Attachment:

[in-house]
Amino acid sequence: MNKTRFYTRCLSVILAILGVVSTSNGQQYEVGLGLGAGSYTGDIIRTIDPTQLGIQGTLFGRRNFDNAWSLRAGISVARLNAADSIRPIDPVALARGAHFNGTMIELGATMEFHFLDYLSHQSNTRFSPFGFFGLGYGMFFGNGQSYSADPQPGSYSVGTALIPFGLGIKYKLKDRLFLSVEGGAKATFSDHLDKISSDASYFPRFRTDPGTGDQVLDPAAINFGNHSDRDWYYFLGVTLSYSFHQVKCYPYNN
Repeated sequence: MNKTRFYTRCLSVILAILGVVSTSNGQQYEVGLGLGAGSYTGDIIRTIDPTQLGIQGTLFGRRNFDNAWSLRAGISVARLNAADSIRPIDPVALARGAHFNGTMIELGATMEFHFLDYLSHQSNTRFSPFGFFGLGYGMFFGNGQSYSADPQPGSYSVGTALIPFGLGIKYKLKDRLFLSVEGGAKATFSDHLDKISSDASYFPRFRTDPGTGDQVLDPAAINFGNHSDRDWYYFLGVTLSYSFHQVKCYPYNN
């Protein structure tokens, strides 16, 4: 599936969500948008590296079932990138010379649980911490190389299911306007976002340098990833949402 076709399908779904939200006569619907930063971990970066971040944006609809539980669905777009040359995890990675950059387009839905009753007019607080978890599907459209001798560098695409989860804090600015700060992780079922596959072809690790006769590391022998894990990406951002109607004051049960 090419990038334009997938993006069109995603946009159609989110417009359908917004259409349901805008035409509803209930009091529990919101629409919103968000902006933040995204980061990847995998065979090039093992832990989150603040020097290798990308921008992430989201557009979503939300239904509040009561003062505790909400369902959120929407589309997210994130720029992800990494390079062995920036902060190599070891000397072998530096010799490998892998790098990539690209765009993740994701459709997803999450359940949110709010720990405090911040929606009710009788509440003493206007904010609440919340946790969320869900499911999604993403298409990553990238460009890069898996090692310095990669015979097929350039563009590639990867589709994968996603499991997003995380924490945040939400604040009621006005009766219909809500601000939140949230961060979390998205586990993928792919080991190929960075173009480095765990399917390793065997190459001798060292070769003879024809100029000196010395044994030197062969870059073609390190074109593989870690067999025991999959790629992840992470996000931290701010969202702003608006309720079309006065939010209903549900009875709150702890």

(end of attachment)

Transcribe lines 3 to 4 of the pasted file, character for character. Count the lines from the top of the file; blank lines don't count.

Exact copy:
Repeated sequence: MNKTRFYTRCLSVILAILGVVSTSNGQQYEVGLGLGAGSYTGDIIRTIDPTQLGIQGTLFGRRNFDNAWSLRAGISVARLNAADSIRPIDPVALARGAHFNGTMIELGATMEFHFLDYLSHQSNTRFSPFGFFGLGYGMFFGNGQSYSADPQPGSYSVGTALIPFGLGIKYKLKDRLFLSVEGGAKATFSDHLDKISSDASYFPRFRTDPGTGDQVLDPAAINFGNHSDRDWYYFLGVTLSYSFHQVKCYPYNN
């Protein structure tokens, strides 16, 4: 599936969500948008590296079932990138010379649980911490190389299911306007976002340098990833949402 076709399908779904939200006569619907930063971990970066971040944006609809539980669905777009040359995890990675950059387009839905009753007019607080978890599907459209001798560098695409989860804090600015700060992780079922596959072809690790006769590391022998894990990406951002109607004051049960 090419990038334009997938993006069109995603946009159609989110417009359908917004259409349901805008035409509803209930009091529990919101629409919103968000902006933040995204980061990847995998065979090039093992832990989150603040020097290798990308921008992430989201557009979503939300239904509040009561003062505790909400369902959120929407589309997210994130720029992800990494390079062995920036902060190599070891000397072998530096010799490998892998790098990539690209765009993740994701459709997803999450359940949110709010720990405090911040929606009710009788509440003493206007904010609440919340946790969320869900499911999604993403298409990553990238460009890069898996090692310095990669015979097929350039563009590639990867589709994968996603499991997003995380924490945040939400604040009621006005009766219909809500601000939140949230961060979390998205586990993928792919080991190929960075173009480095765990399917390793065997190459001798060292070769003879024809100029000196010395044994030197062969870059073609390190074109593989870690067999025991999959790629992840992470996000931290701010969202702003608006309720079309006065939010209903549900009875709150702890």